Retired judge wrongly used ghostwritten rulings without notifying opposing parties, report says

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A retired judge in Iowa failed to notify opposing parties in at least 13 cases that he was using proposed rulings written by lawyers, according to a review of his decisions released Friday.

The review was prompted by former Judge Edward Jacobson’s admission in a deposition that he sought rulings ghostwritten by lawyers in probably a couple hundred contested cases during his 16 years on the bench, report the Des Moines Register, Radio Iowa, the Sioux City Journal and the Associated Press.

Most of the 13 rulings were in family law cases, though some were in other civil cases, the review found. The vast majority of his cases “were resolved in an appropriate manner,” according to the report.

Jacobson, a judge in Plymouth County, said in the deposition that he asked for proposed rulings from lawyers for all parties if anything is still contested or still to be heard. But he didn’t have a problem asking just one lawyer to draft a ruling, without telling the other side, if he had already reached a decision and he was under time pressure, he said. He also said he edited the proposed rulings if he didn’t like something.

Jacobson said he believed it was common practice to accept ghostwritten rulings in his district, the third judicial district. But the report said other judges in the district who did ask for ghostwritten orders had notified all parties.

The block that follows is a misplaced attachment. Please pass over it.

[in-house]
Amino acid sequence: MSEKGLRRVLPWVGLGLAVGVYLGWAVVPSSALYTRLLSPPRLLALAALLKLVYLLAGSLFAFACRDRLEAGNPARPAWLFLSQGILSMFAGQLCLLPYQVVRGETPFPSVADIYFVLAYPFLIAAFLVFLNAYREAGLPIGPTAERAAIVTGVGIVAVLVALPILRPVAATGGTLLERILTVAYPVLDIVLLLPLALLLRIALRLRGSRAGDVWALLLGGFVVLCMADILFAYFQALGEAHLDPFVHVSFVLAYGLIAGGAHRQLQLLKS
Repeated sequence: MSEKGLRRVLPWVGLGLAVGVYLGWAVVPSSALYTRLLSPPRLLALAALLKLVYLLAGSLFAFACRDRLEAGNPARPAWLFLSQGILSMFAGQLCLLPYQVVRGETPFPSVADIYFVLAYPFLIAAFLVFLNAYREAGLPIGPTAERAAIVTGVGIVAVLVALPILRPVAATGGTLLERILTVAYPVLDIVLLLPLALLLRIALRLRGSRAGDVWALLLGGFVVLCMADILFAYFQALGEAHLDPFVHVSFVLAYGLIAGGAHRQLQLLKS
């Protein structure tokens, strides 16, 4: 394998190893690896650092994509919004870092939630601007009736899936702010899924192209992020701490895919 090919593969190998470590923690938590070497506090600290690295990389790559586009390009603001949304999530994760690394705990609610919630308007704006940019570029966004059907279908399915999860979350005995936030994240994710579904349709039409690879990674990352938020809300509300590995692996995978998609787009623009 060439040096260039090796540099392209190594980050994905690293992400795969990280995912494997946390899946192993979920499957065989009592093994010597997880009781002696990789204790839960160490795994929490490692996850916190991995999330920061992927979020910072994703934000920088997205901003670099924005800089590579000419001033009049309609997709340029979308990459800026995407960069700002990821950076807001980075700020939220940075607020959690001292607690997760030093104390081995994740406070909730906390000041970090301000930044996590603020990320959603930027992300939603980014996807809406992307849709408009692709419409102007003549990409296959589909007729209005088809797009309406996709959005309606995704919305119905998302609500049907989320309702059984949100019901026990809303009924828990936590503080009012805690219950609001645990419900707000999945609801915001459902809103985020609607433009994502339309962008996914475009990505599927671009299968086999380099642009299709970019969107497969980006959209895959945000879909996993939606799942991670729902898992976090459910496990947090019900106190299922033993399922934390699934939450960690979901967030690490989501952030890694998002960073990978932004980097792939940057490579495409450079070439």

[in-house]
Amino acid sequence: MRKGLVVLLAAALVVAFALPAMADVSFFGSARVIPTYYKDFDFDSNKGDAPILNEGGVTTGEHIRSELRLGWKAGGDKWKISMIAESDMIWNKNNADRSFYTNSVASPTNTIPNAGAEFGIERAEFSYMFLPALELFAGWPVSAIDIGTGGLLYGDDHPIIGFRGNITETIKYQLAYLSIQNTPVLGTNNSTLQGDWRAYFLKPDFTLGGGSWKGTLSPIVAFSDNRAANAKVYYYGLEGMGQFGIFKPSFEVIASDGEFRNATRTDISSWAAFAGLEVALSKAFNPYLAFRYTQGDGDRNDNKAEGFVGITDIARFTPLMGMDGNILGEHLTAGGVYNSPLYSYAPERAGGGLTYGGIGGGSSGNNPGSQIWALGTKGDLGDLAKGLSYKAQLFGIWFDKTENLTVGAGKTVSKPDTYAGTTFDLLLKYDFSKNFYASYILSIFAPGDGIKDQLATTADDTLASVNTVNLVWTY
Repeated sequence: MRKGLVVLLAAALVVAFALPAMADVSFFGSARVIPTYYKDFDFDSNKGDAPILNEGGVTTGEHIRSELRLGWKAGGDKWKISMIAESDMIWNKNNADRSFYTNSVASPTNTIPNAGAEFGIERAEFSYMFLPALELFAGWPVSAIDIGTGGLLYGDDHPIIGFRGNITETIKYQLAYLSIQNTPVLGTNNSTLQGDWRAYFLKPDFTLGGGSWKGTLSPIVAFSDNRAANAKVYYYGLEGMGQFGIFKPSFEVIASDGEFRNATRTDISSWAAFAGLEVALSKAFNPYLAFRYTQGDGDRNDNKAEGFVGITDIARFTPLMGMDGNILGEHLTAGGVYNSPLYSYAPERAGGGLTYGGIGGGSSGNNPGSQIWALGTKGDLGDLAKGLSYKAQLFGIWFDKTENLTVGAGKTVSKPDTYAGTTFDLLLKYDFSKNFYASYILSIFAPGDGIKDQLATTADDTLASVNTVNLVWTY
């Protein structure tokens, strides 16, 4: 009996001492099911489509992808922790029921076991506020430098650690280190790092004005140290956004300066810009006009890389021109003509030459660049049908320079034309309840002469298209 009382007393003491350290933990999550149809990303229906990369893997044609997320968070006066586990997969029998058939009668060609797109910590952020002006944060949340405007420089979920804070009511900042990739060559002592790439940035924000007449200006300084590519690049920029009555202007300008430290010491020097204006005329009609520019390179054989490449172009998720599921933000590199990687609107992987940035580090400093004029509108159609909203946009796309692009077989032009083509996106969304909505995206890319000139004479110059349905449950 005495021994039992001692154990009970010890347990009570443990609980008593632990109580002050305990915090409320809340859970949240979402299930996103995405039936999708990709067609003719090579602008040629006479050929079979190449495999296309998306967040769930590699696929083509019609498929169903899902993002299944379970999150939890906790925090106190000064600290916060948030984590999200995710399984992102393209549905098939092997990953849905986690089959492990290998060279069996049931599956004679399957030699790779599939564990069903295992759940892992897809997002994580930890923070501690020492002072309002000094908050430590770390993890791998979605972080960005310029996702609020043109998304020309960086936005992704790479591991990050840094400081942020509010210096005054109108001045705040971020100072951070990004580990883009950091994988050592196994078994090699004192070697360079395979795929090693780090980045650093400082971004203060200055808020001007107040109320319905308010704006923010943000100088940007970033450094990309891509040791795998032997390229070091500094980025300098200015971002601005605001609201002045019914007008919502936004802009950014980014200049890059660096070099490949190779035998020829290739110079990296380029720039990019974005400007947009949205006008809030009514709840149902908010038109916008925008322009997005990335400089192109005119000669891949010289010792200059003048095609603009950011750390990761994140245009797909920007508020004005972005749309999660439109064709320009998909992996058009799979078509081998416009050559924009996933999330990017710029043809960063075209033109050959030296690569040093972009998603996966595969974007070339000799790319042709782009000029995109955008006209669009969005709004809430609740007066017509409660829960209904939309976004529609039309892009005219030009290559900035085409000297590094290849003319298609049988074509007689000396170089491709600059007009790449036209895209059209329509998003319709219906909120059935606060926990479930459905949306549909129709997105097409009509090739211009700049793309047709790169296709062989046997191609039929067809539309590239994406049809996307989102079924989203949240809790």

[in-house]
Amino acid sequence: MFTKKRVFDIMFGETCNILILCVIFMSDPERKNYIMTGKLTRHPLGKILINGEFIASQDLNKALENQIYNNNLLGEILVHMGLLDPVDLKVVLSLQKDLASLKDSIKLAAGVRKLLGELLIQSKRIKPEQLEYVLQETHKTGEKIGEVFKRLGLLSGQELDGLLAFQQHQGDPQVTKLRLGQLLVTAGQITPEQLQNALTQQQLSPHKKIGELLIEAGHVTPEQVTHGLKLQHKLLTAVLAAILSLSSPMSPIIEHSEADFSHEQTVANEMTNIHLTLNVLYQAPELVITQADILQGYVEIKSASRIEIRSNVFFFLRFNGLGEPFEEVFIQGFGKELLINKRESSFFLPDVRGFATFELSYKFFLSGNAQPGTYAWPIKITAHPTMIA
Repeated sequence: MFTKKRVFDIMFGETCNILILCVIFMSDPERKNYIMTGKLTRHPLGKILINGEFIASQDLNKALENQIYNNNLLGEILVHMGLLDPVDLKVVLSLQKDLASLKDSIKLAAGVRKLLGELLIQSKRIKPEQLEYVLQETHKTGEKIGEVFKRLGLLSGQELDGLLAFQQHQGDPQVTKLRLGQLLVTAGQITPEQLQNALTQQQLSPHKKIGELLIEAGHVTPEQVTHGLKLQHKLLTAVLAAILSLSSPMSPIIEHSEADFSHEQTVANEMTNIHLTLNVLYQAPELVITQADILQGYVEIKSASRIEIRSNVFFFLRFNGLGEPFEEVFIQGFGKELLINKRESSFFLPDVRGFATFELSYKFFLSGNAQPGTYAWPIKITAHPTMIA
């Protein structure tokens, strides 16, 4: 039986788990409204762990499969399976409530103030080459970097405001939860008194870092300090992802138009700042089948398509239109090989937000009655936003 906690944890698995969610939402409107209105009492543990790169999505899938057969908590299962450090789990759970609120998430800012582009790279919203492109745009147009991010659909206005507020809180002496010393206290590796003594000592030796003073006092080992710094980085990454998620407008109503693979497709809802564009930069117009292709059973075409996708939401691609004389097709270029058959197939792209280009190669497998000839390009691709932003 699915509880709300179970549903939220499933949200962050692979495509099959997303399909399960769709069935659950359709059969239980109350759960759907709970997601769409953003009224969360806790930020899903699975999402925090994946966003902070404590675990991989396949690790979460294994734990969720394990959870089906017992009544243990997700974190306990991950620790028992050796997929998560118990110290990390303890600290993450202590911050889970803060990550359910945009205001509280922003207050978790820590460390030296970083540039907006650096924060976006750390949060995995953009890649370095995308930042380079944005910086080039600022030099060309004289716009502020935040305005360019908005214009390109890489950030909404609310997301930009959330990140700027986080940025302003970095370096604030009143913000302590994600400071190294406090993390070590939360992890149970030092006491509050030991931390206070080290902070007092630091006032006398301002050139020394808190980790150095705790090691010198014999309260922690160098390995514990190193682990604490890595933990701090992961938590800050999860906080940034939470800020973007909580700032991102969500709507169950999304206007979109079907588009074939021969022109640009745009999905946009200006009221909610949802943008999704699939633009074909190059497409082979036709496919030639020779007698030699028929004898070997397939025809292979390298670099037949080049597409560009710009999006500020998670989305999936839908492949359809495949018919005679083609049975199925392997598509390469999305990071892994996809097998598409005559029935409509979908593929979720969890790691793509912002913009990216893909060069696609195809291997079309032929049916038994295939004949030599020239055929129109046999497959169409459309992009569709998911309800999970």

The report referred to a 1984 Iowa Supreme Court decision that said judges who ask lawyers to help them draft rulings, orders, judgments and decrees should give all parties the same opportunity to submit proposed findings and to comment on findings proposed by others.

In addition, the court said in the 1984 decision, the better practice is to make any requests for proposed rulings to both sides before a decision in the case.

Jacobson had asserted that none of the lawyers who drafted rulings without knowledge of the other side had gained an advantage. “However, as the discussion of legal principles above makes clear,” the report said, “if a judicial officer solicits a proposed ruling and adopts it verbatim, the judge gives the appearance of having abdicated his or her responsibility to make an independent judgment of the case.”

Iowa’s state court administrator had appointed a judge and former state court administrator to conduct the review. They reached their conclusions partly from interviews, a questionnaire and a review of about 9,500 archived emails.

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